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Thursday, Dec 12, 2019

At IFFI 2019, master British moviemaker Ken Loach raises concerns about rising nationalism

Noted British filmmaker Ken Loach, in a recorded conversation which was aired at IFFI 2019, spoke about rising nationalism across the world.

world-cinema Updated: Nov 21, 2019 16:16 IST
Gautaman Bhaskaran
Gautaman Bhaskaran
Hindustan Times
Ken Loach is known for his films like The Wind that Shakes the Barley, Bread and Roses, I Daniel Blake and Sorry, We Missed You.
Ken Loach is known for his films like The Wind that Shakes the Barley, Bread and Roses, I Daniel Blake and Sorry, We Missed You.
         

The 50th edition of the International Film Festival of India (IFFI) opened on Wednesday with the presentation of honours for two movie legends, French actor Isabelle Huppert and British auteur Ken Loach. While Huppert could come down to the festival – held annually on the banks of the Mandovi in Panaji – Loach did not. A Huffington Post report said “two people with the knowledge of the conversation that IFFI offered the 83-year-old director an economy class ticket”. I really wonder whether IFFI could have made such a huge blunder.

Be that as it may, Loach sent a recorded video – which was a telling social commentary on the direction the world is taking today. Speaking about the rising nationalism, he said in the video: “It’s always extraordinary to us that the stories we tell about our world and society manage to make contact with people across the world. It really shows that things that concern us - finding lives of dignity, bringing families and working together ― all these things we share are the same.

A scene from Sorry, We Missed You.
A scene from Sorry, We Missed You.

“Although the details of our lives are different, the concerns are universal. We now have a particular problem that we share - the rise of the political far-right concerns us all where people are set against each other. Divided by countries and economic class and divided by interest. What we have to assert, in every way we can, especially though movies, is that what unites us is far bigger than what divides us. And we all fight together for a better world.”

Loach – who gave us hard-hitting social gems like The Wind that Shakes the Barley (Palm dÓr at Cannes), Bread and Roses, I Daniel Blake – returned to the French Riviera in May with yet another gripping work, a work that underlines how cruelty has begun to seep into our social fabric. Titled Sorry, We Missed You – which is also part of IFFI -- is a film that most Indians living in cities can identify with.

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The movie talks about how unfeeling interpersonal relations have become especially in the work place. The corporate world humiliates and tortures the men and women working there. We in India have seen the way food delivery boys zig zag on our killer streets trying to keep insanely unreal deadlines.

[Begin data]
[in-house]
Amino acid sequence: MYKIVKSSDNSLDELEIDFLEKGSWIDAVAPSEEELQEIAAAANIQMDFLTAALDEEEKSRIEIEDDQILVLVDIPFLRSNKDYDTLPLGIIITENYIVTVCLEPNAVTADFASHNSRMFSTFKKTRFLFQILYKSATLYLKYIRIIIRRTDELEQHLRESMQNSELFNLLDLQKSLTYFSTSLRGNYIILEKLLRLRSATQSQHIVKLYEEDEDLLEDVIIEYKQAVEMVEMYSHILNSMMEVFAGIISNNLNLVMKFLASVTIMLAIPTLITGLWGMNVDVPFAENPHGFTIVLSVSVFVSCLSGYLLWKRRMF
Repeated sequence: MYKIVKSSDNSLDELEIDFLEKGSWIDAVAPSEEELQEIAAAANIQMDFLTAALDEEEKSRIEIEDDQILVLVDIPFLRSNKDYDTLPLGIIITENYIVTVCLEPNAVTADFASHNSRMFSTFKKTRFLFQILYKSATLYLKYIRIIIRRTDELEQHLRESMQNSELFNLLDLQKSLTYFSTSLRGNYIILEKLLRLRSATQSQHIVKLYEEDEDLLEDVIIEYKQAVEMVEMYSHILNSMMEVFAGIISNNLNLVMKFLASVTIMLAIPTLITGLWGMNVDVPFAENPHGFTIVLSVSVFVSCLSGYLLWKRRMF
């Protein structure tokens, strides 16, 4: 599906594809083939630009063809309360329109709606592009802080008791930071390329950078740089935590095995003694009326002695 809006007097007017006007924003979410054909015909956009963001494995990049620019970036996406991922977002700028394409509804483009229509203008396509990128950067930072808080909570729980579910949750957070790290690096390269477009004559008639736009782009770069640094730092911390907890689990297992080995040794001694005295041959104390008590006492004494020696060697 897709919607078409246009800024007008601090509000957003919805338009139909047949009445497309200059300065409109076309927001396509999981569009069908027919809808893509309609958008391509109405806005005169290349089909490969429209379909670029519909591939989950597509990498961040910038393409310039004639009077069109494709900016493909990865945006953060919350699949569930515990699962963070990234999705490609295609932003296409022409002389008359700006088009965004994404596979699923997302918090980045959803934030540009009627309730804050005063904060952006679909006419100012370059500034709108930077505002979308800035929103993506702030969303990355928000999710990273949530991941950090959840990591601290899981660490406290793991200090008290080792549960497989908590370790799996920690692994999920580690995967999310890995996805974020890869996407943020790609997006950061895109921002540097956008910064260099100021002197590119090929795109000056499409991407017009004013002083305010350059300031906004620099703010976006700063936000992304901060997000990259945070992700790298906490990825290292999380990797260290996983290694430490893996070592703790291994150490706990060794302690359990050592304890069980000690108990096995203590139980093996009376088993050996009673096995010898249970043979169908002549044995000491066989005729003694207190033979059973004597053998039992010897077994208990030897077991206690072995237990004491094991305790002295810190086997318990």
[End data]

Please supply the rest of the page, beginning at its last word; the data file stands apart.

In Loach’s England, the picture is as bleak.

Sorry, We Missed You is an apt companion piece to I, Daniel Blake ( 2016), which spoke about the unfairness of the welfare system in the UK.

Ken Loach remains a prolific filmmaker even at 83.
Ken Loach remains a prolific filmmaker even at 83.

Sorry, We Missed You is even more disturbing, because it focuses on the relatively young people in contrast to Blake that spoke about the ageing class. And Loach’s open ending could not have hit me harder, and an ace director like Rajiv Menon (whose Sarvam Thala Mayam caused waves recently and can be still seen on Netflix), told me soon after the screening of Sorry, We Missed You that he wept during the film.

Loach’s world is simple, and he goes about showing it in all its earnestness. Rick (Kris Hitchen) and Abby (Debbie Honeywood) are ordinary couple, and they love each other and their two children – 11-year-old Liza Jane (Katie Proctor) and her older brother, Seb (Rhys Stone), just 15.

Having lost his job in a construction company soon after the global banking crisis a decade earlier, Rick thinks he can strike gold when he lands a job in a busy parcel delivery depot. His boss, Maloney (Ross Brewster), is a difficult taskmaster, who would never hear a reason for a slip-up, and Rick finds the delivery deadlines almost impossible to keep. Yet, he struggles on, for want of a choice. Abby is a caregiver, working long hours tending to the old and sick, who are often rude. But soon enough, the strain of their workload begins to tell, and when Seb misbehaves in school, typical of a teenager, cracks appear in the family.

Rick’s life and his mounting debts that drown his earlier optimism (which drives Abby to sell her car so that Rick can buy a delivery van, a precondition for his job) may be seen as running parallel to the lives of many drivers in India who operate call taxis. Having spent huge amounts to buy cars in the hope that the assignment would fetch them handsome rewards, the drivers soon realise that they themselves have been taken for a ride – much like Rick.

Loach underlines the horrors of the system – sometimes sweetly, sometimes strongly. And they are shattering. A police officer gives a pep talk to Seb when he is caught shoplifting, telling him to treat the incident as a motivation to change his lifestyle. Later, when Maloney gets rude and unreasonable over the phone after Rick has been injured in a gang attack, Abby gives the boss an earful, firmly putting him in his place.

Incredible, even at 83, Loach has not lost the magic touch of making movies that stun, shatter and move us.

(Gautaman Bhaskaran is covering IFFI and Film Bazaar.)

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